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Amy Winehouse inquest to be reheard
The inquest into the death of singer Amy Winehouse is due to be reheard.
The Back To Black star was found dead at her north London home in July 2011, aged 27.
The move comes after an investigation found Suzanne Greenaway, who oversaw the inquest into Winehouse's death, did not have the correct qualifications for the role.
The new hearing is due to take place at St Pancras Coroner's Court in London. Ms Greenaway recorded a verdict of misadventure at the original hearing in October 2011.
She was appointed to the role in July 2009 by her husband, Andrew Reid, who was the coroner for Inner North London, after she had worked as a solicitor and barrister in Australia. But she stepped down in November when it emerged she did not have the requisite five years' experience in the Law Society.
Dr Reid resigned from his position last month after the Office for Judicial Complaints launched disciplinary proceedings against him. Investigators found he had not "thoroughly" checked his wife had the requisite qualifications for the position.
The Lord Chancellor and the Lord Chief Justice had indicated their intention to remove Dr Reid from judicial office following the investigation. But despite being entitled to challenge their decision, the senior coroner decided to stand down.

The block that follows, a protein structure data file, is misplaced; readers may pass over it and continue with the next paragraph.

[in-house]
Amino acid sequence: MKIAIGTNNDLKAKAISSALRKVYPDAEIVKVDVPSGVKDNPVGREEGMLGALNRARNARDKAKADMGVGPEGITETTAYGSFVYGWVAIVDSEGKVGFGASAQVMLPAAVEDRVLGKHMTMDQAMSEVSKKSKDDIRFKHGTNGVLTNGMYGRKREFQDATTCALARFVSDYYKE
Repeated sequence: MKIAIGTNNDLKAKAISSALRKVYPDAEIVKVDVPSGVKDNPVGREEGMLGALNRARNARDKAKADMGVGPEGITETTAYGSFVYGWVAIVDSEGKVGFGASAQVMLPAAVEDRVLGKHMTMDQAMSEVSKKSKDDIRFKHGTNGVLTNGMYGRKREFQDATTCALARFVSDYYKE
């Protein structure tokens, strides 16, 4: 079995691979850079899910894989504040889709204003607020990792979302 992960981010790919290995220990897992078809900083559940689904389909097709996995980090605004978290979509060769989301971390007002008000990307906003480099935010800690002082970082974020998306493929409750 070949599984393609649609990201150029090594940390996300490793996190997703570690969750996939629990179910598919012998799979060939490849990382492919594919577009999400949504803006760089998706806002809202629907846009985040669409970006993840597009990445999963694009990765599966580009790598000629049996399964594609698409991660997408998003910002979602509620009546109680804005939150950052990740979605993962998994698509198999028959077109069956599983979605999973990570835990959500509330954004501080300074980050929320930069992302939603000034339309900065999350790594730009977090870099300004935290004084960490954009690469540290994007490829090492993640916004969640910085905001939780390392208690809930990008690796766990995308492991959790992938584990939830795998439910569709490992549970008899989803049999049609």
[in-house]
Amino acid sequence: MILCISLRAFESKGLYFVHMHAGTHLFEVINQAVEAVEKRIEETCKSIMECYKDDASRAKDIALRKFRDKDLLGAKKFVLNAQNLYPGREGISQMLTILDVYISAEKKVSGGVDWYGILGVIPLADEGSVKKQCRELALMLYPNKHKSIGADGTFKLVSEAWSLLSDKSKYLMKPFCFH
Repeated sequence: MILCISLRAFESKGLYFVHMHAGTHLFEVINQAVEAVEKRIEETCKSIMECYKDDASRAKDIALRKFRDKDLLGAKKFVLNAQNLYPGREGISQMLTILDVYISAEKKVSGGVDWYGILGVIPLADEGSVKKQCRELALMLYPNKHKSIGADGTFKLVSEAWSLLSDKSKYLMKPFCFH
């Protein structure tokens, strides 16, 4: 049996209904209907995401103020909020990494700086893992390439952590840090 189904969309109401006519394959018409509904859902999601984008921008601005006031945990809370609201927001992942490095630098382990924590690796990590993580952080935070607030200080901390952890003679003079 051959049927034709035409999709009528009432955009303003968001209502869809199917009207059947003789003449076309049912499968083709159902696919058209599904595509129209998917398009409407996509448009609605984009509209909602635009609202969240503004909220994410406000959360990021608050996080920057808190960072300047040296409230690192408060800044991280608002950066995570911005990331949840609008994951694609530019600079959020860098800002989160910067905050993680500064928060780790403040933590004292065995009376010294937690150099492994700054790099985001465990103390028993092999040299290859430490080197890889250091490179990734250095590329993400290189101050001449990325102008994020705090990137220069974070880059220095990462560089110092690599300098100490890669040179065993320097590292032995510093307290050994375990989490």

During her time as deputy assistant coroner, Ms Greenaway conducted 12 inquests in Camden, but worked largely from Poplar Coroner's Court in east London.
According to British law, Ms Greenaway, who also worked as a nurse in Australia, would have needed either five years with the Law Society or five years of experience as a qualified medical practitioner. She met neither set criteria.
A spokesman for the Winehouse family said last month when it was announced that the inquest would be reheard: "The family were happy with the way the original inquest was conducted and did not request it to be reheard. This seems to be a matter of procedure and the verdict is not expected to change."